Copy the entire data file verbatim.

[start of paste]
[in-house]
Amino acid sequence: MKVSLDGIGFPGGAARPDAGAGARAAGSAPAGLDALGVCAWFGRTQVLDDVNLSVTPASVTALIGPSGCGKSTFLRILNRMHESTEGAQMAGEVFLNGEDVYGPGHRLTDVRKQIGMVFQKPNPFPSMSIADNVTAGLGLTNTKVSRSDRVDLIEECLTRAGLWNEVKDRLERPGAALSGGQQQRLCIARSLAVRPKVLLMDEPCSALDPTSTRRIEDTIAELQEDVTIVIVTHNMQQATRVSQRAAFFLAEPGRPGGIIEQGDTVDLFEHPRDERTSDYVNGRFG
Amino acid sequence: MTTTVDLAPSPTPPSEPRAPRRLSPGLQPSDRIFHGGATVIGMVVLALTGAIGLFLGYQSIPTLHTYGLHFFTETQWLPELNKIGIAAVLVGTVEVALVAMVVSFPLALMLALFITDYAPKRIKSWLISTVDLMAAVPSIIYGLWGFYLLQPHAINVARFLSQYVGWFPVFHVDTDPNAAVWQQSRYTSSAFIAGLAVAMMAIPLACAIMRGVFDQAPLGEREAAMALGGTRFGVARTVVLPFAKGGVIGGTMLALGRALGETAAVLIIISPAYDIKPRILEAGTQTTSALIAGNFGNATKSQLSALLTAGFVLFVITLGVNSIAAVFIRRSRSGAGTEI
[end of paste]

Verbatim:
[in-house]
Amino acid sequence: MKVSLDGIGFPGGAARPDAGAGARAAGSAPAGLDALGVCAWFGRTQVLDDVNLSVTPASVTALIGPSGCGKSTFLRILNRMHESTEGAQMAGEVFLNGEDVYGPGHRLTDVRKQIGMVFQKPNPFPSMSIADNVTAGLGLTNTKVSRSDRVDLIEECLTRAGLWNEVKDRLERPGAALSGGQQQRLCIARSLAVRPKVLLMDEPCSALDPTSTRRIEDTIAELQEDVTIVIVTHNMQQATRVSQRAAFFLAEPGRPGGIIEQGDTVDLFEHPRDERTSDYVNGRFG
Amino acid sequence: MTTTVDLAPSPTPPSEPRAPRRLSPGLQPSDRIFHGGATVIGMVVLALTGAIGLFLGYQSIPTLHTYGLHFFTETQWLPELNKIGIAAVLVGTVEVALVAMVVSFPLALMLALFITDYAPKRIKSWLISTVDLMAAVPSIIYGLWGFYLLQPHAINVARFLSQYVGWFPVFHVDTDPNAAVWQQSRYTSSAFIAGLAVAMMAIPLACAIMRGVFDQAPLGEREAAMALGGTRFGVARTVVLPFAKGGVIGGTMLALGRALGETAAVLIIISPAYDIKPRILEAGTQTTSALIAGNFGNATKSQLSALLTAGFVLFVITLGVNSIAAVFIRRSRSGAGTEI